Aegagropila linnaei, better known as the marimo or moss ball, is a type of algae that grows into green fluffy balls under certain conditions. Marimo moss balls are a popular fish tank choice because of their low-maintenance care, interesting shapes, and ability to also be kept in a bowl or vase.
Keep reading for everything you need to know about marimo moss ball care and starting your own marimo tank!
A proper environment
Marimos don’t have many care requirements when it comes to tank housing, but there are a few things to consider. First off, don’t keep your moss balls in a spot that gets a lot of sun. They naturally appear on the bottom of lakes where it’s quite dark, so they don’t react well to direct sunlight.
Another point to keep in mind is that, although some aquarium inhabitants, like shrimp and dwarf crayfish, love to forage on and hide behind marimo moss balls, there are also creatures that love it a bit too much and will attempt to eat or destroy it.
Plecos and goldfish usually don’t do well in a tank with marimo because both fish love to eat green algae. If you’re not sure if your fish or invertebrates will take an interest, just keep your marimo moss ball in a separate container to be safe.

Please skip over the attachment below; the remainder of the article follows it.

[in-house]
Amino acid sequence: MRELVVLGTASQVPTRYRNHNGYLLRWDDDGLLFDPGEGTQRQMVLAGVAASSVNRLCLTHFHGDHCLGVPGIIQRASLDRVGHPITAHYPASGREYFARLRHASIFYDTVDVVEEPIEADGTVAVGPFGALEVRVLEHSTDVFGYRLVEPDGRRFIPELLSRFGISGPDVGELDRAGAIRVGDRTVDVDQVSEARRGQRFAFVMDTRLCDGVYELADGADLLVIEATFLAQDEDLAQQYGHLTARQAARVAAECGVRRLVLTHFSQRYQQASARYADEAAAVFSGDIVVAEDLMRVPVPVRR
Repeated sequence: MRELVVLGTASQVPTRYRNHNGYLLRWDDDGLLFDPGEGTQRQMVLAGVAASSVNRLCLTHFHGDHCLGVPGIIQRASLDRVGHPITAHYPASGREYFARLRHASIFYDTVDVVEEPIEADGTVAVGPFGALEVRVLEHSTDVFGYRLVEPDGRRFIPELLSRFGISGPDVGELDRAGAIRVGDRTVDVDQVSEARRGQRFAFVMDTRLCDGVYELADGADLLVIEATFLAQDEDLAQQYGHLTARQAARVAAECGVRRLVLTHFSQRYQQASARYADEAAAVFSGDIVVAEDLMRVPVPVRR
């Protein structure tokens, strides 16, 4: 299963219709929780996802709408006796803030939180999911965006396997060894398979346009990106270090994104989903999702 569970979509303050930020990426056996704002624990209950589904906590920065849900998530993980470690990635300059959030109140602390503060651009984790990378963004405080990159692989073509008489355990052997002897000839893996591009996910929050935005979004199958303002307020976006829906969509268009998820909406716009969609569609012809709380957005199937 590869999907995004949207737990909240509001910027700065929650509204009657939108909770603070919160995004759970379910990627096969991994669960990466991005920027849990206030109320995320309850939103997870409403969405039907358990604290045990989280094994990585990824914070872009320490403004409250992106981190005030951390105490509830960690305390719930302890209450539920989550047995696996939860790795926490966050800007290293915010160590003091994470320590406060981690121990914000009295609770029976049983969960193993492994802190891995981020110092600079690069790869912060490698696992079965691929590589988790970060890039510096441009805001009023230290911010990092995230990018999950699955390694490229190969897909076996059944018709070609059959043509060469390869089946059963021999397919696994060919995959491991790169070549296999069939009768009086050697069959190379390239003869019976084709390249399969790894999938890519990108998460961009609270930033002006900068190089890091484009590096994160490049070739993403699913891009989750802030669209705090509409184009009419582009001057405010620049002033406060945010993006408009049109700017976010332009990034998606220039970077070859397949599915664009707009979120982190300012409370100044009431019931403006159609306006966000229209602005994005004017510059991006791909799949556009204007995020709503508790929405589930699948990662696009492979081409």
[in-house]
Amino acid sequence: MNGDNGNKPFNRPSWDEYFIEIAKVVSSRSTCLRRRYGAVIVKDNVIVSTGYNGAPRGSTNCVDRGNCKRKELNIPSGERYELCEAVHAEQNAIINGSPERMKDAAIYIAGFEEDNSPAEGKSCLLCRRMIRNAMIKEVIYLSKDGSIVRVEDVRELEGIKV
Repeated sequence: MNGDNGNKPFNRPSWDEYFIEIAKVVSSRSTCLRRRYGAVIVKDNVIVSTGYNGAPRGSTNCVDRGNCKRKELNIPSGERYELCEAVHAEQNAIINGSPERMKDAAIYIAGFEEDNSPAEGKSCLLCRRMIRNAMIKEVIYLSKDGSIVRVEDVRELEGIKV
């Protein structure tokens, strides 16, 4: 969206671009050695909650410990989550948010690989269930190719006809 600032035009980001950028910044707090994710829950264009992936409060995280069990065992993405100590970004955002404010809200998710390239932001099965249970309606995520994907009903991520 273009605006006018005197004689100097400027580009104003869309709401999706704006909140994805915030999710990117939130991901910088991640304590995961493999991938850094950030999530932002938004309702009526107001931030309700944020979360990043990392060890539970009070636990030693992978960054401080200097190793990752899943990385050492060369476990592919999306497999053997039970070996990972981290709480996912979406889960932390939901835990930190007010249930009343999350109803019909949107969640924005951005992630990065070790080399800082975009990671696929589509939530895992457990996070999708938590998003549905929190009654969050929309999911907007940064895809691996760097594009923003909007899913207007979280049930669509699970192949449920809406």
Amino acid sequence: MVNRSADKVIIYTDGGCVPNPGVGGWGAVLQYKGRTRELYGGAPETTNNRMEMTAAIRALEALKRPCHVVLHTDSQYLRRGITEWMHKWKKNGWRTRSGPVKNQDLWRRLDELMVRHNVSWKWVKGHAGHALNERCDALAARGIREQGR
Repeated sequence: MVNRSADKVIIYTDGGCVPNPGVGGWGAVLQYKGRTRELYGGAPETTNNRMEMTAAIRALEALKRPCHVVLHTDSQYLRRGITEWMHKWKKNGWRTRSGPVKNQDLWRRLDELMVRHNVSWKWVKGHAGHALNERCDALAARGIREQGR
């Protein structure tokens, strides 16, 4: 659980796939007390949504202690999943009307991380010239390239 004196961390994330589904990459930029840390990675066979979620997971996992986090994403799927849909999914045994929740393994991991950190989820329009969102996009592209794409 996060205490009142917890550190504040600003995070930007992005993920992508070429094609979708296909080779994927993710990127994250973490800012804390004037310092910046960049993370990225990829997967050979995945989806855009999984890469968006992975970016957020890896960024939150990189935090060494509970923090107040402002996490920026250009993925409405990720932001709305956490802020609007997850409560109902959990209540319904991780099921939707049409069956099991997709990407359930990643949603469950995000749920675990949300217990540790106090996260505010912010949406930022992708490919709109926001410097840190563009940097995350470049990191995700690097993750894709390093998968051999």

An interesting note about the marimo moss ball is that it can actually be kept in a brackish water tank. It is noted on various aquarium plant websites that it is able to thrive in waters with a salinity up to mid-end brackish (that’s 1.015; check out the guest post I did for Sitting by the Koi Pond for more information on brackish aquariums). Adding some salt to the water is sometimes recommended when dealing with a marimo moss ball that is fading from green to brown.
Whether you keep your marimo moss balls in a bowl by themselves or in a fish tank, it is always important to regularly change the water. While some aquarium keepers only do water changes every two weeks, some have found that their tank requires it every week; make sure to pay attention to the bioload entering your tank and how your cleanup crew and filter are handling the waste.